The LMF printing process works similarly to that of the small hobbyist printer in your uncle’s garage, but instead of heating and pushing out a stream of melted plastic and building an object layer by layer, a laser beam melts hundreds if not thousands of layers of powdered metal into a shape. A GT2 RS piston is the result of 1,200 layers of metal, heated and cooled and stacked over the course of 12 hours. The TruPrint 3000, with a single laser, can print up to five pistons at a time, though the 5000 model has three lasers and could speed up the process. Take a look at the image below to see the printer in action.

Above: A piston in the beginning stages of printing. LMF printing method uses a laser to melt powdered metal, layer by layer, until it forms a piston.

The downside of 3D printing is that it’s time intensive and not ready to be used to make parts for series production vehicles. However, the small scale of manufacturing prototype parts for testing purposes lends itself well to 3D printing. A change in programming allows engineers to revise parts relatively quickly, in all types of materials.

Above: A GT2 RS twin-turbocharged flat six fitted with 3D-printed pistons was tested under varying conditions for 200 hours.

The fourth company to play a role in this experiment was Zeiss, which provided imaging technology to visually confirm the pistons’ quality and performance capability. Zeiss, delving far away from its more mainstream camera lens business, made the light microscope, scanning electron microscope, and x-ray microscope needed for the visual tests. What Porsche learned was the printed pistons have similar characteristics to cast alloy pistons. They’re about the same hardness and react to stresses such as high temperature and all kinds of forces.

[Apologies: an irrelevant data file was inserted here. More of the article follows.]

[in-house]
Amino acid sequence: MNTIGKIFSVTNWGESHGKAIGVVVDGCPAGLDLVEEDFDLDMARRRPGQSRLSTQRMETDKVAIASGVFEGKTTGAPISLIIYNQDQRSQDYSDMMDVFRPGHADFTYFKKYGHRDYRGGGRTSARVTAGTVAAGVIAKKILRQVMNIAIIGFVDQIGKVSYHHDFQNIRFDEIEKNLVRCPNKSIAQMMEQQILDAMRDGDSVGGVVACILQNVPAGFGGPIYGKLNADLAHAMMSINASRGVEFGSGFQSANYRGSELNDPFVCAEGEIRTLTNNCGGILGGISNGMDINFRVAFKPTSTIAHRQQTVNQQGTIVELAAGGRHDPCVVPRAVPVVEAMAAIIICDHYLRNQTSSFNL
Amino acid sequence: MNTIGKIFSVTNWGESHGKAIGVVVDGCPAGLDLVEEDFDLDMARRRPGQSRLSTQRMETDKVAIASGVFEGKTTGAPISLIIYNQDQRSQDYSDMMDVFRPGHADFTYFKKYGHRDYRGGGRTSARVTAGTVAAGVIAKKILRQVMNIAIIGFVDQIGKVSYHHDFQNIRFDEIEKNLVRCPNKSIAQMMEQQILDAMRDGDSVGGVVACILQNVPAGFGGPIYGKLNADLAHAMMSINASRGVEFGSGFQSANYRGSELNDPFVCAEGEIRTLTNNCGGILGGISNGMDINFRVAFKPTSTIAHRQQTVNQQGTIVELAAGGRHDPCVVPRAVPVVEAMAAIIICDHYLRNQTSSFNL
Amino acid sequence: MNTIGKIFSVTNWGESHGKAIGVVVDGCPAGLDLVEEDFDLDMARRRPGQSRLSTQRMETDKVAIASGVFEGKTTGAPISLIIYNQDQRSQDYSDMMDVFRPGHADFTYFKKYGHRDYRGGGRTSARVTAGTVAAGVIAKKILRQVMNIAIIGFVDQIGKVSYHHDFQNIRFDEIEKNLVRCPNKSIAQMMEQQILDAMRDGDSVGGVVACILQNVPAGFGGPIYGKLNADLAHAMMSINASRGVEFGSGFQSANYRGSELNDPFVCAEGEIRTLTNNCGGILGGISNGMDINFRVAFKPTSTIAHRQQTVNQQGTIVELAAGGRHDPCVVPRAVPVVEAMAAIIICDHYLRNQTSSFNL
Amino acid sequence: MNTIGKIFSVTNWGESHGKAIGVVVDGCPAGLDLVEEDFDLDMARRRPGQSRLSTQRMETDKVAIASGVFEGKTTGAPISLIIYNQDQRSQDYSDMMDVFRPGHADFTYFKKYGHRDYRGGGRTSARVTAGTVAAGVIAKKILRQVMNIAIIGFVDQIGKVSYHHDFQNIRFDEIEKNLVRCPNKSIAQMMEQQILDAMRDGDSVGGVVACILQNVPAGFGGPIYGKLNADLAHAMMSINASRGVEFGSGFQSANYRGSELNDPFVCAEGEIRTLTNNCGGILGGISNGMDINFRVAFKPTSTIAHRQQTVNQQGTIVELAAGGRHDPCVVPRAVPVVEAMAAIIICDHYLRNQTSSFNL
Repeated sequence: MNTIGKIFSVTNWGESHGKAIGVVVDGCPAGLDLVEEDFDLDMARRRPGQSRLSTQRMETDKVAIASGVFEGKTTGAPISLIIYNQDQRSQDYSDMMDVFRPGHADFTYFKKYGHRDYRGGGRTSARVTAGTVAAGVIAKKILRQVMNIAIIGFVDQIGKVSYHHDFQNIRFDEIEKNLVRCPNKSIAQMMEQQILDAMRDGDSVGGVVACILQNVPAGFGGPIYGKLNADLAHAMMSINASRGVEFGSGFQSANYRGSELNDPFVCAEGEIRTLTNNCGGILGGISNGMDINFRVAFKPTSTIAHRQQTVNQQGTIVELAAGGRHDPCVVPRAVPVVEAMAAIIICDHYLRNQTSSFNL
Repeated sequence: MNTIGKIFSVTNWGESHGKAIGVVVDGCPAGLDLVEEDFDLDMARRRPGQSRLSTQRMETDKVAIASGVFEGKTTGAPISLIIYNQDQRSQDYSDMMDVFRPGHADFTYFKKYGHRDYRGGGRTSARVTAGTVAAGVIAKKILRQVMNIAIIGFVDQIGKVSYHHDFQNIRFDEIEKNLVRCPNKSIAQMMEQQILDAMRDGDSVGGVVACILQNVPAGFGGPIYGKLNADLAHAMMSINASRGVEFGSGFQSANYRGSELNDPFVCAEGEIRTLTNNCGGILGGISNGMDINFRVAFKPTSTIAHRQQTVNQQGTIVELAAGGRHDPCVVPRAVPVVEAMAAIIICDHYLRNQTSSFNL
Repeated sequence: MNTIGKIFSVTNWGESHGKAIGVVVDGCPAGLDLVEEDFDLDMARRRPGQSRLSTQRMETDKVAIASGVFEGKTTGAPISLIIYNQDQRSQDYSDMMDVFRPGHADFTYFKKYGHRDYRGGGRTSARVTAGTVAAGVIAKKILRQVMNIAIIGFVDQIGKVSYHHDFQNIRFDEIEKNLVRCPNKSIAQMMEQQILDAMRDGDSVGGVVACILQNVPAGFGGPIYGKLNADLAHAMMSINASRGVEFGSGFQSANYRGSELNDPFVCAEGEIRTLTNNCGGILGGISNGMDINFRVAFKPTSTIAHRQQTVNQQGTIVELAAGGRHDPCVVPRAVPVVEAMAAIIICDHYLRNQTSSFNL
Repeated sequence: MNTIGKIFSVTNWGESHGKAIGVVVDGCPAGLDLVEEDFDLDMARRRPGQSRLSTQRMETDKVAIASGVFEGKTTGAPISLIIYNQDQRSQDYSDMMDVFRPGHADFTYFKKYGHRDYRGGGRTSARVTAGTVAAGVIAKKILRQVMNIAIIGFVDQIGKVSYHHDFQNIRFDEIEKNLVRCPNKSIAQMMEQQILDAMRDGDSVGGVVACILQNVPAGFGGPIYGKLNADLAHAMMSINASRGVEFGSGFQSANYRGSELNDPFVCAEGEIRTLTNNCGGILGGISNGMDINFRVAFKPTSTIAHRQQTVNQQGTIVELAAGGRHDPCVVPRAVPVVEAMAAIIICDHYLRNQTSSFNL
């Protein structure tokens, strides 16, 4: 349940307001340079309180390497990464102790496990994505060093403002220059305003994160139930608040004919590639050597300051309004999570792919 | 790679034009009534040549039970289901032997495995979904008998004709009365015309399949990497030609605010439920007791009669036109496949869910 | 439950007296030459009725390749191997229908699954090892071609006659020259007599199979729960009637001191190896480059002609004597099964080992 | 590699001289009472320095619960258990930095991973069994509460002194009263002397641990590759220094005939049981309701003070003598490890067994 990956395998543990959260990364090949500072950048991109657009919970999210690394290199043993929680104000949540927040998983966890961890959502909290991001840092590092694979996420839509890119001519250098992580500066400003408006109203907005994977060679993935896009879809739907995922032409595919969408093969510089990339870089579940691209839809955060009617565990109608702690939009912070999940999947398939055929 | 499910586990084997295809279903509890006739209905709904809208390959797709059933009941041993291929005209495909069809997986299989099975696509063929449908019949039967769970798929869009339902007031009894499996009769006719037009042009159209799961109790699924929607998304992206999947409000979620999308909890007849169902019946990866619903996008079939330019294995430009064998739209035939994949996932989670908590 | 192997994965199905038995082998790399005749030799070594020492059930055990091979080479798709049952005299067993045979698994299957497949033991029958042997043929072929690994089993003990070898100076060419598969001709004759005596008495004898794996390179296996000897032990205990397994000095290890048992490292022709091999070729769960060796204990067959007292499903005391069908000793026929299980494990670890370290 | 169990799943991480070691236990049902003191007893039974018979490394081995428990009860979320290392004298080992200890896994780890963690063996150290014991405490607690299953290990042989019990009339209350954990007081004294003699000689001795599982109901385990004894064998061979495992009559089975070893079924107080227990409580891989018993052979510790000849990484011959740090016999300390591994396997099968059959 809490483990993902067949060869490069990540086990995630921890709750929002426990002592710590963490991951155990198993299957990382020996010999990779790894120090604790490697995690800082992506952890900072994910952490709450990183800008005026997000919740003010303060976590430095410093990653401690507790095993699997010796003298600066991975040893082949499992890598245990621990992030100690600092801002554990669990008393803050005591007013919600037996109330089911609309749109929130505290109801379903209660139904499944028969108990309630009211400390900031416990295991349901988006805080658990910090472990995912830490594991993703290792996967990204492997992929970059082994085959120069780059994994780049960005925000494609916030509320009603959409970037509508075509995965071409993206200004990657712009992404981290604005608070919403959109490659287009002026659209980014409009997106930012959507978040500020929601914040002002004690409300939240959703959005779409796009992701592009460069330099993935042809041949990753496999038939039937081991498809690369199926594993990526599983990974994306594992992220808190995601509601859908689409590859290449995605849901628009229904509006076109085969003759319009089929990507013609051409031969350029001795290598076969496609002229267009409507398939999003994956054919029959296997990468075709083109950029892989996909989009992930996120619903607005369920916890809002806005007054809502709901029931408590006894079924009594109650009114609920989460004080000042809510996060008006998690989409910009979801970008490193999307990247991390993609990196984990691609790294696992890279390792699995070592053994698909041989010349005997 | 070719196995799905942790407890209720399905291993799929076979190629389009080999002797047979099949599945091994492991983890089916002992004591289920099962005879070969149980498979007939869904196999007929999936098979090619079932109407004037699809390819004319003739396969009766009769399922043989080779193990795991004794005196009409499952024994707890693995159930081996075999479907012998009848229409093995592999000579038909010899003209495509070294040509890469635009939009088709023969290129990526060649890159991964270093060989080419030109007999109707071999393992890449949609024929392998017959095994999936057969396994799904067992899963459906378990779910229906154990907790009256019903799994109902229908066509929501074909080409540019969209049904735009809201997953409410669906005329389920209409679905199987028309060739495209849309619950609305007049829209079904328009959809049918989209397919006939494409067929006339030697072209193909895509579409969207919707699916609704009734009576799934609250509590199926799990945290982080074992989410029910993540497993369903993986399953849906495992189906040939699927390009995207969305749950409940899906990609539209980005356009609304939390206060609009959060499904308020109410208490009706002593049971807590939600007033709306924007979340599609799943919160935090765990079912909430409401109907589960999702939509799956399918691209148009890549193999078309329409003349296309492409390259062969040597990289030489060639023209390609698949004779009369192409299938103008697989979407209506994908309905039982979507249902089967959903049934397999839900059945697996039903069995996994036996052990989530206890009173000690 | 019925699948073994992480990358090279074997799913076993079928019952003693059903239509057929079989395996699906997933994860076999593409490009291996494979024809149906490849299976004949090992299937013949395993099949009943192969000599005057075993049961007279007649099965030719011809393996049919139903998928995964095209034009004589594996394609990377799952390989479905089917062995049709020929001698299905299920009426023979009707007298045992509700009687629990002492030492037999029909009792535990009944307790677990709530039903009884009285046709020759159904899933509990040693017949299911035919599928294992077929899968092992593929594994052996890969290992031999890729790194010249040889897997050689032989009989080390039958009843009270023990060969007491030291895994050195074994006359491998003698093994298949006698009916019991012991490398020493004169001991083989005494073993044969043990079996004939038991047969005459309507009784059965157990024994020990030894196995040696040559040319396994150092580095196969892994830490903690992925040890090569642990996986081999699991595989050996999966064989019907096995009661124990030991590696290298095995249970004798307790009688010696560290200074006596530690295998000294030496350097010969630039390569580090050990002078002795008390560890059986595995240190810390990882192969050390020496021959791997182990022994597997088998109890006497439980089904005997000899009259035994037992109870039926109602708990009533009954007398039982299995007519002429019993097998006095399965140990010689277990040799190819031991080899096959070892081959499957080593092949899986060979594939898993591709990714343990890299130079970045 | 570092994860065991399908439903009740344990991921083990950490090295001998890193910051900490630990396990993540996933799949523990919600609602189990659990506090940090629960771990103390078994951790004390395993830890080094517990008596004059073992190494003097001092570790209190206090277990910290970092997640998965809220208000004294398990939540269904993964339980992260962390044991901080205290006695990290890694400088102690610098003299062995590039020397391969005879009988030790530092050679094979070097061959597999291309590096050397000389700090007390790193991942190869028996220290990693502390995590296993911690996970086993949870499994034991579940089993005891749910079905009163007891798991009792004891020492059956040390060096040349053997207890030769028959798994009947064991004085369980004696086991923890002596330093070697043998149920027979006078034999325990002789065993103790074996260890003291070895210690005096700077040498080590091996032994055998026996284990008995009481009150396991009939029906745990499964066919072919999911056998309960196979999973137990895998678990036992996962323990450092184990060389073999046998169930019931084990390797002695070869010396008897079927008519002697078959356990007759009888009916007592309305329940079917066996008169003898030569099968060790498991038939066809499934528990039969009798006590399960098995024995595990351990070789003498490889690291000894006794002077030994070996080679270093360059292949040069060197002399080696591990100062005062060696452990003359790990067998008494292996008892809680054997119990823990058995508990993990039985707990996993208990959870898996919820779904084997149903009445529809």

Above: The printed pistons after a 200-hour endurance test.

Finally, the pistons were installed into a GT2 RS engine and then tested on a rig for 200 hours. By Porsche’s account, the engine spent 135 of those hours at full throttle! A variety of other conditions were simulated as well. In typical understatement, the automaker states in a press release: “The end result was that all pistons passed the test.”

3D printing isn’t yet common throughout Porsche, but there are ways to get your hands on genuine 3D-printed Porsche parts today. Porsche Classic recently started making printed parts where it makes sense, such as the small clutch release lever for a 959, which is no longer available (NLA), or other small, rare parts. In May, the automaker started to allow customers to option body-formed bucket seats for 911 and 718 models. The center cushion and seatbacks are partly 3D printed, and have a unique styling cue as a result of the exposed 3D-printed lattice structure in the seatback.

Though 3D printing is far away from becoming a common form of manufacturing at Porsche due to cost and limited size of printable components, Ickinger says: “I am certain that additive manufacturing will be an established part of automotive development and production in 10 years' time at the latest."

Source: Porsche